The RAAF officially welcomed its eighth and last Boeing C-17 Globemaster airlifter into service at RAAF Base Amberley on Wednesday.
The aircraft, A41-212, landed at Amberley on Monday, with the final delivery marked by a small ceremony at Amberley on Wednesday attended by Minister for Defence Materiel and Science Mal Brough, Chief of Air Force Air Marshal Leo Davies and Syd Blocher, Boeing Defense, Space & Security’s vice president Australia business development.
“With extraordinary lift and range, the C-17A Globemaster is an integral part of the Australian Defence Force’s airlift capability. It allows Australia to rapidly deploy troops, combat equipment, tanks, helicopters and humanitarian resources worldwide,” Minister Brough said.
“The C-17A Globemaster has played a central role in the ADF’s activities, including supporting the international effort to combat Daesh in Iraq and Syria, recovering the victims of the MH17 tragedy in the Ukraine, and delivering disaster relief to victims of the Vanuatu cyclone and Queensland floods.”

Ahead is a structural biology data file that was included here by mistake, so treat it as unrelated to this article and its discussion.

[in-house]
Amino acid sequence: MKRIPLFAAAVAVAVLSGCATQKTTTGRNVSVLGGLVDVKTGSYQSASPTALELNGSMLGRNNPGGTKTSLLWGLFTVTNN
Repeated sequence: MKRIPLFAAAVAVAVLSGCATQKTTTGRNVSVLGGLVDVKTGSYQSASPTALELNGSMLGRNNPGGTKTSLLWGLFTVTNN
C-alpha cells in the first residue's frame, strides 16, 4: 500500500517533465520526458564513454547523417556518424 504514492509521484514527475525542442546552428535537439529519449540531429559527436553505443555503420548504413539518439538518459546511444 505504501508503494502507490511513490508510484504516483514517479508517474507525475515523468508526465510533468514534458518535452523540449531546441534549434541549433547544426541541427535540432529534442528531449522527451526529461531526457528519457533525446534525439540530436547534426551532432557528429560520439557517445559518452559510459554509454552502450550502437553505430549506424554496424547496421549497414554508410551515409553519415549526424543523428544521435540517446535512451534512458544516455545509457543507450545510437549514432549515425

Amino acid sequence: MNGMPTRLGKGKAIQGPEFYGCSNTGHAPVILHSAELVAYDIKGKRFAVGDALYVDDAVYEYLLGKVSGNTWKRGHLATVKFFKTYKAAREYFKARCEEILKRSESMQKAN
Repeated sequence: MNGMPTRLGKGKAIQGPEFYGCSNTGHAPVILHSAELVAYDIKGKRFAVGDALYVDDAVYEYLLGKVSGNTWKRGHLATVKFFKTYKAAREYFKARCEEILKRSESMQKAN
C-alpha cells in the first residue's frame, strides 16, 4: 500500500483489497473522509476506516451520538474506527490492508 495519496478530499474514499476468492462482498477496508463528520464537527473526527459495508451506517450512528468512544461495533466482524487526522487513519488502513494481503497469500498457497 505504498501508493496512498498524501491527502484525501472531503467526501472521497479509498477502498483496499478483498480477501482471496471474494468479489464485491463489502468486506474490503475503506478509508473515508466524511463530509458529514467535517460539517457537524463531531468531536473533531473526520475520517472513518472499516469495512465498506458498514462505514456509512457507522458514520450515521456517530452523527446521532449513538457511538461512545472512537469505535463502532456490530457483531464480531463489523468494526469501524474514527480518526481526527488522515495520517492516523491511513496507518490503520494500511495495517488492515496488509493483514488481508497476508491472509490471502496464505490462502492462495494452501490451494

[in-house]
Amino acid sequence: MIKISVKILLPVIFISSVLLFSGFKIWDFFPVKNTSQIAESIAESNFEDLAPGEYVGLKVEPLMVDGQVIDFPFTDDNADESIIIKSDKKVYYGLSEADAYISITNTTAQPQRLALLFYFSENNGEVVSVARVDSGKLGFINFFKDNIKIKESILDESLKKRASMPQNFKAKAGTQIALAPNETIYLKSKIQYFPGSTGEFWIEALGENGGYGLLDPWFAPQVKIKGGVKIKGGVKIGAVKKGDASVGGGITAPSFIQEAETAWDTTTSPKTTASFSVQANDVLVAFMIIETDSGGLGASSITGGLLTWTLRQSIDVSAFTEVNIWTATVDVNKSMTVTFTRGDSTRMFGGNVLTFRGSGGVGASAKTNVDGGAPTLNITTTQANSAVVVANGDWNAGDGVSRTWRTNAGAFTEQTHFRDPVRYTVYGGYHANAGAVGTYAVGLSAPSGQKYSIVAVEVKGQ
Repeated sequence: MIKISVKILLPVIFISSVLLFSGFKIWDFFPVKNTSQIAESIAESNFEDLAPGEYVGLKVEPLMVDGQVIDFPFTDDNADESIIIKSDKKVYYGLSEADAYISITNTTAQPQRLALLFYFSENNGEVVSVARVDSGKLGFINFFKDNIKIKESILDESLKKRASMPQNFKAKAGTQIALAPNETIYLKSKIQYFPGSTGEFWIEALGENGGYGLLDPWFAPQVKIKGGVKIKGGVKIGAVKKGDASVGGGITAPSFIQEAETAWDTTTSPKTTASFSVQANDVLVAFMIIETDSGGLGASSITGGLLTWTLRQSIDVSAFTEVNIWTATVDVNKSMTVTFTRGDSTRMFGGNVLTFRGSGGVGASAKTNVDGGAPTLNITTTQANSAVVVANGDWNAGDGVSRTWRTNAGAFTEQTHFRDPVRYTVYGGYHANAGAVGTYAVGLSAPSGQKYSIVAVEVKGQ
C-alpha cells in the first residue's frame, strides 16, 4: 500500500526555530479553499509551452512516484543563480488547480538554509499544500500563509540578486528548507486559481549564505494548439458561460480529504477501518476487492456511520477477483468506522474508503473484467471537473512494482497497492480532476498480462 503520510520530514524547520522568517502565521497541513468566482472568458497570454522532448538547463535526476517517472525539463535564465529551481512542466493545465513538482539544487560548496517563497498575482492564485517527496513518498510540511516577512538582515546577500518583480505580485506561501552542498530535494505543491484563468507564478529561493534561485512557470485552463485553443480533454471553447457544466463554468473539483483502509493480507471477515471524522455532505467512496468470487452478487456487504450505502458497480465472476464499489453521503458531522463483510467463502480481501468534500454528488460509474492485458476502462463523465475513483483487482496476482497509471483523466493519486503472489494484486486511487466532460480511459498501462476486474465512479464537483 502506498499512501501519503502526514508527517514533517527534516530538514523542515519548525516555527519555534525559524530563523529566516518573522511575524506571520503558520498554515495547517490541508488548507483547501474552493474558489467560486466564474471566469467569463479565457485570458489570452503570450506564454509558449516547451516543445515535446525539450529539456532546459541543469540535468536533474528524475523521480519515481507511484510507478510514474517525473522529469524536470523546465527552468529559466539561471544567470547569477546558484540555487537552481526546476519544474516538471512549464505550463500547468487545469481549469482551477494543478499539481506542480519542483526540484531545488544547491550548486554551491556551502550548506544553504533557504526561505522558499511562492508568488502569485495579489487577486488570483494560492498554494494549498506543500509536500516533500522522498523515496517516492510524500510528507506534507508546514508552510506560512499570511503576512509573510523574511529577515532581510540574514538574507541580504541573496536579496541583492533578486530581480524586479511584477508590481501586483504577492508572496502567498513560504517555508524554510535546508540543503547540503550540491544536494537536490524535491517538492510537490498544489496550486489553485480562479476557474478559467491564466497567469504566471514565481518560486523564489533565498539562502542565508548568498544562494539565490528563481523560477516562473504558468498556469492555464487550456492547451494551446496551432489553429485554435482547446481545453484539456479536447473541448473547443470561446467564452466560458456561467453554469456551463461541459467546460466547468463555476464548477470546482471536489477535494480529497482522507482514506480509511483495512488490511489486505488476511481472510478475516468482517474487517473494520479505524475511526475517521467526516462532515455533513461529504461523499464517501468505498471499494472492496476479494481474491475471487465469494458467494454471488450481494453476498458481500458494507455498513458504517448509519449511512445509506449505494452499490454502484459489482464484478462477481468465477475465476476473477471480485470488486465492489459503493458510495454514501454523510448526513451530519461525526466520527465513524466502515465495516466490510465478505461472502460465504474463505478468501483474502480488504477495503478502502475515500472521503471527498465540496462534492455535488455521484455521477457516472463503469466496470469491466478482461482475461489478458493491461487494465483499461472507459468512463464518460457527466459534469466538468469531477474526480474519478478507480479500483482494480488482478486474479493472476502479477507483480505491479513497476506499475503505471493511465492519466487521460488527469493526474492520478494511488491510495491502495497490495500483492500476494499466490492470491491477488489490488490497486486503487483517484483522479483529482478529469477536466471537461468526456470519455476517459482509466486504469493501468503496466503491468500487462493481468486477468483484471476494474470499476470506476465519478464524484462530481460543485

Australia’s acquisition of two additional C-17s, taking the fleet from six to eight, was confirmed in April in a $1 billion project comprising $700 million for the two aircraft plus sustainment, and a further $300 million for a new, dedicated C-17 maintenance hangar plus aircraft hardstand and taxiway upgrades at Amberley.
“The C-17A Globemaster is an incredibly versatile aircraft. It allows us to provide an air bridge from Australia with supplies to the men and women deployed around the world, support Army operations, and assist at home with disaster relief such as the Queensland floods,” Air Marshal Davies said.
“Additional aircraft mean we can better meet the demands of moving personnel and equipment, within the short timeframes required in emergency situations, such as floods and cyclones.”
Boeing has now shut down its Long Beach, California C-17 final assembly plant with work on the 279th and last C-17 completed earlier this year. The seventh and eighth Australian C-17s were acquired from a final batch of 10 Boeing built as ‘white tails’ – aircraft built without a customer.
Australia initially ordered four C-17s in 2006 which were delivered between December that year and January 2008. The fifth and sixth aircraft were delivered in 2011 and 2012.